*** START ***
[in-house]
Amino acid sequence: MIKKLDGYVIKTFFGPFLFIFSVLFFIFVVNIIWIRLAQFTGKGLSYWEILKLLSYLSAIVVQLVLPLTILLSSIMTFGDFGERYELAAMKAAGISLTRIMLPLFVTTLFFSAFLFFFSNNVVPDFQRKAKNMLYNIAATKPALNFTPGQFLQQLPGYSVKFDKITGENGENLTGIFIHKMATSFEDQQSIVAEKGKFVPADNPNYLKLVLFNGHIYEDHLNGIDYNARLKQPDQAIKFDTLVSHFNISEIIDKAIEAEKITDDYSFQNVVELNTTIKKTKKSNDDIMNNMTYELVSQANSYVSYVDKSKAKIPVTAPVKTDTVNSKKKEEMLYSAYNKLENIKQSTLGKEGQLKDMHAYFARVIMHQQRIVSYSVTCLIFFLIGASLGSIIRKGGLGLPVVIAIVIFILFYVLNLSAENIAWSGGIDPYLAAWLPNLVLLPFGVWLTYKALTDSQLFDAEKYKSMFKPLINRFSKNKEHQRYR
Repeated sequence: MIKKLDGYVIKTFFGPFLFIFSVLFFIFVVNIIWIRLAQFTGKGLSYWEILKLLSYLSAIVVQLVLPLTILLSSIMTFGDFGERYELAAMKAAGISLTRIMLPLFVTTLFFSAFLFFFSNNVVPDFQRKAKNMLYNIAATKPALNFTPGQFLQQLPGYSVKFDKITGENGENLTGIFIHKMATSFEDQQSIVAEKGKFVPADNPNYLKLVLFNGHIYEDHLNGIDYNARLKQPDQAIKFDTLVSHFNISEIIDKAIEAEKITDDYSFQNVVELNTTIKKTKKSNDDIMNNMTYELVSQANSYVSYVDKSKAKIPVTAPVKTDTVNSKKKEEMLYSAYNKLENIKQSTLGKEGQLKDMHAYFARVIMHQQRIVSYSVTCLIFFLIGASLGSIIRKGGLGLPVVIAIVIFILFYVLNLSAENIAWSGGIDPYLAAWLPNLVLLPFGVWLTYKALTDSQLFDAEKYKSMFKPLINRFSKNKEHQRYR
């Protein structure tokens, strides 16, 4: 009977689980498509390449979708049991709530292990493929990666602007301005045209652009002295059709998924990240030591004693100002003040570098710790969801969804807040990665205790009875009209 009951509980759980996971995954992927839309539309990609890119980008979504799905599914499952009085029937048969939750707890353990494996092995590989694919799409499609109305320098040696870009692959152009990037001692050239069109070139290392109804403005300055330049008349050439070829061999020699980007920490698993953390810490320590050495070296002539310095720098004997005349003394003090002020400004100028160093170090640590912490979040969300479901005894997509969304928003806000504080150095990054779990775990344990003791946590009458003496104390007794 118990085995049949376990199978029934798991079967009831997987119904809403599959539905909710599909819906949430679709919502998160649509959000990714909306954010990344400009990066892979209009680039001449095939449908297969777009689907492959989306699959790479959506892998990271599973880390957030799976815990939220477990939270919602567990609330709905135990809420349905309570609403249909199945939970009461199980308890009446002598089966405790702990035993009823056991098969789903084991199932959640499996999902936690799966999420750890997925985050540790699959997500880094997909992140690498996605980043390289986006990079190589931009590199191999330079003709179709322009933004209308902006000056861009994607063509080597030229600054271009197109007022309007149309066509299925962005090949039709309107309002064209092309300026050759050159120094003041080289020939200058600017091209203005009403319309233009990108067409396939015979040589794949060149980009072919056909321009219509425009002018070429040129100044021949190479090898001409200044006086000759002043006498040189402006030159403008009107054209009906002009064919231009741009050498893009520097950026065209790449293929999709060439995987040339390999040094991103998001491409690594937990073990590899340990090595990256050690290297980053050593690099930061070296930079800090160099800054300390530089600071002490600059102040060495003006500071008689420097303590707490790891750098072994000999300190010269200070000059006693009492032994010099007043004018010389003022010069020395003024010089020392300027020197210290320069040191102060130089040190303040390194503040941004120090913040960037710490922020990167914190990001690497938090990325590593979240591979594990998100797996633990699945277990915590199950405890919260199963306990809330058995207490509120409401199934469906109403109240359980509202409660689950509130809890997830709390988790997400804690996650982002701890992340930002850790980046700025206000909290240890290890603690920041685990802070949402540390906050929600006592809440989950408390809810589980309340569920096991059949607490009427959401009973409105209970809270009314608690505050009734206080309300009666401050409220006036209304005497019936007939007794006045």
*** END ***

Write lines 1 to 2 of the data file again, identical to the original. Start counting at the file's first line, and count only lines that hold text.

[in-house]
Amino acid sequence: MIKKLDGYVIKTFFGPFLFIFSVLFFIFVVNIIWIRLAQFTGKGLSYWEILKLLSYLSAIVVQLVLPLTILLSSIMTFGDFGERYELAAMKAAGISLTRIMLPLFVTTLFFSAFLFFFSNNVVPDFQRKAKNMLYNIAATKPALNFTPGQFLQQLPGYSVKFDKITGENGENLTGIFIHKMATSFEDQQSIVAEKGKFVPADNPNYLKLVLFNGHIYEDHLNGIDYNARLKQPDQAIKFDTLVSHFNISEIIDKAIEAEKITDDYSFQNVVELNTTIKKTKKSNDDIMNNMTYELVSQANSYVSYVDKSKAKIPVTAPVKTDTVNSKKKEEMLYSAYNKLENIKQSTLGKEGQLKDMHAYFARVIMHQQRIVSYSVTCLIFFLIGASLGSIIRKGGLGLPVVIAIVIFILFYVLNLSAENIAWSGGIDPYLAAWLPNLVLLPFGVWLTYKALTDSQLFDAEKYKSMFKPLINRFSKNKEHQRYR